Most notable of the new platforming challenges are staircases built by grabbing and placing Lego bricks using the Remote pointer in order to access elevated areas. For younger players this will be the greatest source of frustration; especially when there are background and foreground areas on either side of the staircase, requiring players to line their character up properly and make precise jumps to ascend. There is often a picture in the background which shows you how to stack the different-coloured bricks, but it’s easy to get it wrong and sometimes targeting specific bricks with your levitation spell can be difficult. Consequently Mum and Dad will likely be summoned for these bits.

Of course if you play for any length of time with another player you’re going to encounter another new aspect of this Lego game in comparison to others: the dynamic split-screen. Game levels aren’t really any larger than in Lego Star Wars, but the camera tends to be closer to the characters, making them larger on-screen. It’s also more dynamic in its movements (more on this in a bit) and when characters move away from each other the screen will suddenly split diagonally so that players can freely move wherever they like.

Although the split-screen can bit a bit disorienting the worst is when one player’s character is in the background and the other in the near foreground. This causes the camera to move in response to the foreground character alone. For the player whose character is in the background this can be rather nauseating because the camera moves won’t match their character’s movements. I’ve been playing games for over 30 years – a lot of them with a first-person perspective – and I’ve never had a game make me feel physically ill until this one. It’s actually bad enough that I cannot play it with another player for more than 20 minutes at a stretch unless it’s during a boss battle where the camera is fixed.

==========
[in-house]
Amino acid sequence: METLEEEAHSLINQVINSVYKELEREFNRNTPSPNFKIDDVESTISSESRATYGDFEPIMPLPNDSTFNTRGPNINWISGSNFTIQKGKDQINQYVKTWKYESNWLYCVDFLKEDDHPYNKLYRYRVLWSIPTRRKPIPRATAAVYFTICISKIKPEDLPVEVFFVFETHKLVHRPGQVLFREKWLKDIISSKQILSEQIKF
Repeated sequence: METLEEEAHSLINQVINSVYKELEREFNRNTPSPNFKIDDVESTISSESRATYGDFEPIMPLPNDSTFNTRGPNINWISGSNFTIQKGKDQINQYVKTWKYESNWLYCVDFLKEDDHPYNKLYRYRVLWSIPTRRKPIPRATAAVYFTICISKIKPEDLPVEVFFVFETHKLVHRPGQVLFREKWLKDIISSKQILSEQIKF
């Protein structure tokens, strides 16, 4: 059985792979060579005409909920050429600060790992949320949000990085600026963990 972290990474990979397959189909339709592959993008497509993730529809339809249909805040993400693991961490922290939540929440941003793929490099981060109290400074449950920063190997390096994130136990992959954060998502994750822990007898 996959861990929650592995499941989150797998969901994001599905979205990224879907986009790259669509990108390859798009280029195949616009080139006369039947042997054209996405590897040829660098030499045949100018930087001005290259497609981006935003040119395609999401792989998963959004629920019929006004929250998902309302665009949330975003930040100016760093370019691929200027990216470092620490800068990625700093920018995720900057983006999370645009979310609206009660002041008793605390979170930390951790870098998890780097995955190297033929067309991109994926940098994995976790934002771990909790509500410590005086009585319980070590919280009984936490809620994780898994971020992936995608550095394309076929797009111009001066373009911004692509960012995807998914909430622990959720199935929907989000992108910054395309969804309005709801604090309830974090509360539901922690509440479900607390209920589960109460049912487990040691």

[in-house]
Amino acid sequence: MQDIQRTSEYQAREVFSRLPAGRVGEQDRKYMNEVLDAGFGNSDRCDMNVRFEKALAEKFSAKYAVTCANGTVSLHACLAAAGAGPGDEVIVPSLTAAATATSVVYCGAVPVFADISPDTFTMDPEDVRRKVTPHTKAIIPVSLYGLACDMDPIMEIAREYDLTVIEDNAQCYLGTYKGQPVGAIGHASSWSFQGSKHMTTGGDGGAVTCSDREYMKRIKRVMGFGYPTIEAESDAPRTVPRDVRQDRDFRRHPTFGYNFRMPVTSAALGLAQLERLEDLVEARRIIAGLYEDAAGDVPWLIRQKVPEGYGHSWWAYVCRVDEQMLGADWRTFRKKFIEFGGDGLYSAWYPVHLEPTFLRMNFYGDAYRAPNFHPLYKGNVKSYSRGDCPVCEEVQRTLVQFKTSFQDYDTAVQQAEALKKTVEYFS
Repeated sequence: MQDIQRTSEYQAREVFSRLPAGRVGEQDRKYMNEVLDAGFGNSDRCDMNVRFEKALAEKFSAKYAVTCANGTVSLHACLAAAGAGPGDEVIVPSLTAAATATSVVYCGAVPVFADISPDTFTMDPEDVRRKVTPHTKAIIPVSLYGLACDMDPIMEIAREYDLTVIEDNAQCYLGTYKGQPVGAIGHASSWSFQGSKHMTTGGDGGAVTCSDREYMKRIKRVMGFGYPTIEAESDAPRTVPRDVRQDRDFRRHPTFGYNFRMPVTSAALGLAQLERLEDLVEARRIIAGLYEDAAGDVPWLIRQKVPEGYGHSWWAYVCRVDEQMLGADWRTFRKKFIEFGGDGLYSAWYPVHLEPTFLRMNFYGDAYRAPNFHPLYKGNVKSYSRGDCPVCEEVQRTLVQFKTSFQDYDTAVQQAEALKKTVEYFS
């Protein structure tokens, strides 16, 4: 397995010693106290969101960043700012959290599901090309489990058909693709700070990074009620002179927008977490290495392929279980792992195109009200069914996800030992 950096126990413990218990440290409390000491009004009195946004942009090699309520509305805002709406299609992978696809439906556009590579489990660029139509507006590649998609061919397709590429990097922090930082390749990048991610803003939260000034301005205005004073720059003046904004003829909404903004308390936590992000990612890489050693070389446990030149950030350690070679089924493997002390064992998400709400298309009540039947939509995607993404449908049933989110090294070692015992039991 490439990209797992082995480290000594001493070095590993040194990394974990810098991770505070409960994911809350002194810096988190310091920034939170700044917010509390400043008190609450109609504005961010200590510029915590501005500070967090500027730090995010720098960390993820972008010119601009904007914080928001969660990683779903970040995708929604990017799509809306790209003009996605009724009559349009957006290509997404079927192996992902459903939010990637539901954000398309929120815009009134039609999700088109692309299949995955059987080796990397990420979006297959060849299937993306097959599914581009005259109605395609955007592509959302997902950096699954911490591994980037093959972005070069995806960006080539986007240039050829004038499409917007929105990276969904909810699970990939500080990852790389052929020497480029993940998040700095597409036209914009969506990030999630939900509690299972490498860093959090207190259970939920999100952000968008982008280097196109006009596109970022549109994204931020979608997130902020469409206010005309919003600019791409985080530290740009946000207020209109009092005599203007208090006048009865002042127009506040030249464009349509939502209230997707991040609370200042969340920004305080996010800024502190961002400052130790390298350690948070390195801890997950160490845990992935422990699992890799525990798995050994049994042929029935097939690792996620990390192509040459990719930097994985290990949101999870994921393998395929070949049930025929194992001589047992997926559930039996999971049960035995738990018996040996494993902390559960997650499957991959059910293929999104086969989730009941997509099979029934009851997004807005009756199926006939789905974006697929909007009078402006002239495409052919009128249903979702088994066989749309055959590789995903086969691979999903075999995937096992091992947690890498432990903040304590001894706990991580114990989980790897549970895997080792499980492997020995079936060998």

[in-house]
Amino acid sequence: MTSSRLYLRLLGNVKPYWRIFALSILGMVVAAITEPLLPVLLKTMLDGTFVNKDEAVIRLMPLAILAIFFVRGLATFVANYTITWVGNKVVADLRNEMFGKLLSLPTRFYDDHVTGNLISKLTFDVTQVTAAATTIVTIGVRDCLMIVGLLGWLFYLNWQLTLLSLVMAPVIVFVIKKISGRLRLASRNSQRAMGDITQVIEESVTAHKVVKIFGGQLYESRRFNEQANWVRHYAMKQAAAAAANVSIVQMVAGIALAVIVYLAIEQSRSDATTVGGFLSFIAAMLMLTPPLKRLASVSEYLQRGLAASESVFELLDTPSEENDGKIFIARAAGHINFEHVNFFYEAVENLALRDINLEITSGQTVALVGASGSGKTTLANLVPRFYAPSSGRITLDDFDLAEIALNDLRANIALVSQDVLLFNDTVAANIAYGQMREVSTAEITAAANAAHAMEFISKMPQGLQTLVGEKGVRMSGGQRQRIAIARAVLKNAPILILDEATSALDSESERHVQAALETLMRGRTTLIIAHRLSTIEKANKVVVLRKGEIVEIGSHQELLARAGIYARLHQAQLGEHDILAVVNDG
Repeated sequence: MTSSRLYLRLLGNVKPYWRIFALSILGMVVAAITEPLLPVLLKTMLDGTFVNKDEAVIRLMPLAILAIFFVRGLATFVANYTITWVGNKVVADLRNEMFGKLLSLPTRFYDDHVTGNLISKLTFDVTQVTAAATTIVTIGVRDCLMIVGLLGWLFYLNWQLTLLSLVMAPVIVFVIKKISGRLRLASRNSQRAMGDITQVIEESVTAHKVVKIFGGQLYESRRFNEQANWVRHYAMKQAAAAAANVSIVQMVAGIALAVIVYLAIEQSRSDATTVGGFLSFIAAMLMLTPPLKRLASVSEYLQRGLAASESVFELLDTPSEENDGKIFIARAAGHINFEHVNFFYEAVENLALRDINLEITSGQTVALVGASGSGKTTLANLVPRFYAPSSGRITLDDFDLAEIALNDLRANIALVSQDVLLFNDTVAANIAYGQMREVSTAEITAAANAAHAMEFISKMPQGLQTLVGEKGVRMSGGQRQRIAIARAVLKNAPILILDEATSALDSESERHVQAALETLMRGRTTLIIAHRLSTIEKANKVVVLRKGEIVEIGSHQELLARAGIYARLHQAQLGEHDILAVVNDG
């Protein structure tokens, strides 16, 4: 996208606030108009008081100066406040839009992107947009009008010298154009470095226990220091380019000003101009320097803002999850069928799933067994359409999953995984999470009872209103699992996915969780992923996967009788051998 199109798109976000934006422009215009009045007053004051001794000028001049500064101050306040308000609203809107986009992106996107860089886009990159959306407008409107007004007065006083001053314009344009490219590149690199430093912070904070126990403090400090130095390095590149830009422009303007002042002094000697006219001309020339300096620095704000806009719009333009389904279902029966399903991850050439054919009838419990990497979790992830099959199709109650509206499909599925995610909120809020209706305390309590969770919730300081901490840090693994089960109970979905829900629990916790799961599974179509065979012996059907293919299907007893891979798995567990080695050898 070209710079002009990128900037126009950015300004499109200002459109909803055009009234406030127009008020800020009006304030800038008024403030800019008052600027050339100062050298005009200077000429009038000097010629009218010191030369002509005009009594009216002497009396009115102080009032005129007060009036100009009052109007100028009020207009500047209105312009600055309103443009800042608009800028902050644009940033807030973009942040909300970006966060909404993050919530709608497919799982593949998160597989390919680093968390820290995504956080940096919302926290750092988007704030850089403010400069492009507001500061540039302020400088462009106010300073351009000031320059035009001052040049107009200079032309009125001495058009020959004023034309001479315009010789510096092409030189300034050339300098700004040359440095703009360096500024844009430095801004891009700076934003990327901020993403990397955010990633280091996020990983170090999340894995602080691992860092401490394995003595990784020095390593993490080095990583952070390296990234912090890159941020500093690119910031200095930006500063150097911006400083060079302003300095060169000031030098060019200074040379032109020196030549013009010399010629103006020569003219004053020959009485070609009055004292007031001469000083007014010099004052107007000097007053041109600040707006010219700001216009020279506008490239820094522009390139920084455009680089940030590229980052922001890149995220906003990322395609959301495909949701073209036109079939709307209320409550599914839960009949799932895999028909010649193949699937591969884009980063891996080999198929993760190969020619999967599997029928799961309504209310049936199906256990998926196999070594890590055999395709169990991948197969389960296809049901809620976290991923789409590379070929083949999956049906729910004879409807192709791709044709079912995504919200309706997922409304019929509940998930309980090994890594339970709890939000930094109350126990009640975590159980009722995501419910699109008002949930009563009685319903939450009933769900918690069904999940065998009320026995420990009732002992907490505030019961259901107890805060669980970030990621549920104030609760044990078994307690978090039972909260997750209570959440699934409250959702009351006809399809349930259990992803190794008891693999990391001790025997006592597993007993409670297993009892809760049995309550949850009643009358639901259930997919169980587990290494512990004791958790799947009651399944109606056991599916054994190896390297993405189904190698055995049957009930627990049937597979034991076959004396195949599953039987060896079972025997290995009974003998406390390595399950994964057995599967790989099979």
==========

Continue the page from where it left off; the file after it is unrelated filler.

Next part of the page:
It’s also worth noting that in the hub areas either player can begin the transition from one room to another just by walking through a door, which can be frustrating if the other player was in the middle of doing something else.

For a Lego game it’s very deep: there’s loads of characters and virtual Lego kits to unlock, numerous bonus levels, great multi-player (provided nobody suffers from motion sickness) and vast environments to explore. Without a doubt fans of Lego and Harry Potter will enjoy it, just be prepared to lend a hand to your wizards in training.